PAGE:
It is nine in the morning and the sun pours heat intensely over the earth. But Wadi Kabir habta market is abuzz with excitement. Herds of goats and sheep were on display and men — both natives and foreigners are busy bargaining to strike the best deal. At one corner was a group of spectators forming around two men in dishdashas with traditional sticks vividly explaining about the quality of their goats. “There is a greater demand for domestic goats especially during festivals,” murmured my Omani friend Faizal, who accompanied me to the market, even though I did not mean to buy one, but he did.
Higher demand for home grown goats means they can be offered at higher prices ranging from RO 200 to RO 300, while most imported breeds sell for less.
“Negotiating with the traders is not easy. They don’t easily agree to bring down the prices,” Faizal said.
In the meantime, the shouting continued for a while. Judging from the two men’s intermittent laughs I realised that they were not arguing but merely negotiating the price.
But soon those two shook hands and slapped each other’s backs. Money exchanged hands and the second man slapped the goat on its rump and made it jump. The goat was untied from his rope and dragged by his one horn towards the waiting car.
The pure-blooded Omani goat on the bargain was quietly chewing on the greens suspended in bunches from a rope above its head brought from home. Little did it know that its journey to Wadi Kabir market was not part of a picnic — but the preparations for Eid al Fitr.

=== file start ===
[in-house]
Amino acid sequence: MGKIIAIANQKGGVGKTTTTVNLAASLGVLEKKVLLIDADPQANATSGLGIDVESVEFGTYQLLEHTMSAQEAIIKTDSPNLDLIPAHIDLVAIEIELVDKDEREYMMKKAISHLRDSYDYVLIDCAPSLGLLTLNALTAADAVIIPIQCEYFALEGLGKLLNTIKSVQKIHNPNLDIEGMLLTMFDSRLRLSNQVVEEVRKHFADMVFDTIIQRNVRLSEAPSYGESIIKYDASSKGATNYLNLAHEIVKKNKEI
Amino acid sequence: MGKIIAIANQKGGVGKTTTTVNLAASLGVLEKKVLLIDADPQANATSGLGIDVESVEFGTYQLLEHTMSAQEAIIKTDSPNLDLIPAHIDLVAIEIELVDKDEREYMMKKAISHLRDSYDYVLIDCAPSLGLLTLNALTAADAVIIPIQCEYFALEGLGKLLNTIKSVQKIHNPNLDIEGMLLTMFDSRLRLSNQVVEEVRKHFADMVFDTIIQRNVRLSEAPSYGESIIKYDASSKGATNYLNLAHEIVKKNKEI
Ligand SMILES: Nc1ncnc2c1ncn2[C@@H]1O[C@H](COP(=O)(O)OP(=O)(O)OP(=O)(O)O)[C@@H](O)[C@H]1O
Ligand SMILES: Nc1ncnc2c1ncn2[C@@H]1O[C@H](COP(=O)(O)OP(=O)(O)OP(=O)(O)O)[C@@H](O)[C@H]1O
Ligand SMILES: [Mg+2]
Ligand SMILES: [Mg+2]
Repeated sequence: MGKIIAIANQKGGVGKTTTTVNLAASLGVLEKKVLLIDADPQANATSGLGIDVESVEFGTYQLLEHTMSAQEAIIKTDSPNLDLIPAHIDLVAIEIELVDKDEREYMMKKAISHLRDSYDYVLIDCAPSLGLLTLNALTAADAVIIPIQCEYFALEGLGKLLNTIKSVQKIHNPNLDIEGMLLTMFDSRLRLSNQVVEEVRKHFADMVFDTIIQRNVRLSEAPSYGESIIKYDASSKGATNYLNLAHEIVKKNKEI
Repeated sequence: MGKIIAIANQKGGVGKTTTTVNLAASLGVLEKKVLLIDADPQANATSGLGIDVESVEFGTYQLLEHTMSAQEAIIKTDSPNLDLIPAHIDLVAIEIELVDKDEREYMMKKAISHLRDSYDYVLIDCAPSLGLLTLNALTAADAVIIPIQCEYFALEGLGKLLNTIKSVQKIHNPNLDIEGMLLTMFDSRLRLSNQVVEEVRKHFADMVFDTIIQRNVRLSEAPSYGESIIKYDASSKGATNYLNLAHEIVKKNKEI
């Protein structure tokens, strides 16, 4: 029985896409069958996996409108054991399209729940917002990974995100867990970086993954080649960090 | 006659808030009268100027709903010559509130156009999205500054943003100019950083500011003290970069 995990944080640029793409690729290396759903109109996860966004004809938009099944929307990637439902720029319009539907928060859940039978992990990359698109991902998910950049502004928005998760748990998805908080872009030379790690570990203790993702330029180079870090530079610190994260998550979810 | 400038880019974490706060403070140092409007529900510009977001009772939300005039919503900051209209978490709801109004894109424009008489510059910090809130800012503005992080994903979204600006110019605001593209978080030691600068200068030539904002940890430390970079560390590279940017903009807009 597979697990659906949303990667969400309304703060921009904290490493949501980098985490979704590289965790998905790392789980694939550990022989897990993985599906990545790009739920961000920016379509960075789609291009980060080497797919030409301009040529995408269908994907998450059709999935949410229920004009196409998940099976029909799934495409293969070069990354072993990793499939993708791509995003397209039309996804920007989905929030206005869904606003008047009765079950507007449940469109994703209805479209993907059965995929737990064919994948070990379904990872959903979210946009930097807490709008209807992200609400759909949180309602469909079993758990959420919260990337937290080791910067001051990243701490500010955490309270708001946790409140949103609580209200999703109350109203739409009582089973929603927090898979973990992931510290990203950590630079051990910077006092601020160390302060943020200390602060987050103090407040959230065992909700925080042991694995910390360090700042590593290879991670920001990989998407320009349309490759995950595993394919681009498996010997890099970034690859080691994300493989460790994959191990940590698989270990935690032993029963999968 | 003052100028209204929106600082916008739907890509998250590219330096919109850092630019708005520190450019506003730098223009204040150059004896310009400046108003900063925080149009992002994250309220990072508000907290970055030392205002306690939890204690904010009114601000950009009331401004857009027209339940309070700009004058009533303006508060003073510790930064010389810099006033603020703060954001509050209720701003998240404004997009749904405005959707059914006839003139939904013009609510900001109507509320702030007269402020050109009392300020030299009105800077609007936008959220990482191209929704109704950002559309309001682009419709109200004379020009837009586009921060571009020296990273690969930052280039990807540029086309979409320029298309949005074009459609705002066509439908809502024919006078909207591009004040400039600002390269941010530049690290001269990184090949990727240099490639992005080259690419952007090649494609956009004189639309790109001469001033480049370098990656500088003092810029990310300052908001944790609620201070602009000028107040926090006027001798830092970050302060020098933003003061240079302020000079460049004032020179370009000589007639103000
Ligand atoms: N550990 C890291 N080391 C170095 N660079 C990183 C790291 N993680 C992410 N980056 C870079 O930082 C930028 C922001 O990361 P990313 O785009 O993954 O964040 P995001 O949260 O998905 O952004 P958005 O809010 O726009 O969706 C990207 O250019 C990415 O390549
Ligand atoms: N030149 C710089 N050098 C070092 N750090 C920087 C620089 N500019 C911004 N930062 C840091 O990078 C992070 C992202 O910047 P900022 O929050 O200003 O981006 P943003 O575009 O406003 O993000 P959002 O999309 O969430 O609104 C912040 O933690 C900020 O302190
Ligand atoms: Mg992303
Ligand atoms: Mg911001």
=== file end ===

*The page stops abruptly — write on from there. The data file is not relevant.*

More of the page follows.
According to Faizal, markets like Wadi Kabir provide great opportunity to buy the Omani breed of sheep and cows. They also provide stockbreeders with the opportunity to sell their cattle at good prices.
The habta market is a legacy that has been handed down to successive generations and is one of the oldest Omani traditions observed to celebrate Eid. They bring in social and economic returns and Omanis visit them in the last days during Ramadhan to prepare for Eid and to make their purchases.
Although the public markets in the Sultanate are crowded with the advent of Eid al Fitr, where stockbreeders display their animals, the known habta markets usually start on the 24th day of the holy month of Ramadhan and continue for several days.
Habta markets are traditional markets that are held on the occasion of Eid al Fitr and Eid al Adha in the open or under the shade of palm, mango, or Ghaf trees, or near castles and forts. Such markets witness a large turnout of citizens, residents, and tourists.
These markets are a great opportunity to buy the Omani breed of sheep and cows. They also provide stockbreeders with the opportunity to sell their cattle at good prices.
But what worried both sellers and buyers at the market was the rising prices.
“This year they are more expensive,” said Saleh, a merchant who had a herd of about 10 Omani goats and sheeps.
He said that maintaining a livestock farm carries with it great expenses, and the purpose of increasing prices is to balance the expenses of these farms.
Ibrahim, a buyer who came to the market with his children said, “The prices are too high when one considers buying more than one goat”.
The habta markets witness a large turnout of visitors from early morning. People visit these markets from various villages wearing traditional Omani dress, and carrying daggers and sticks. Some people come from the nearby wilayats as the market is packed with local sheep and cows.
• Photos by Upendra Nayak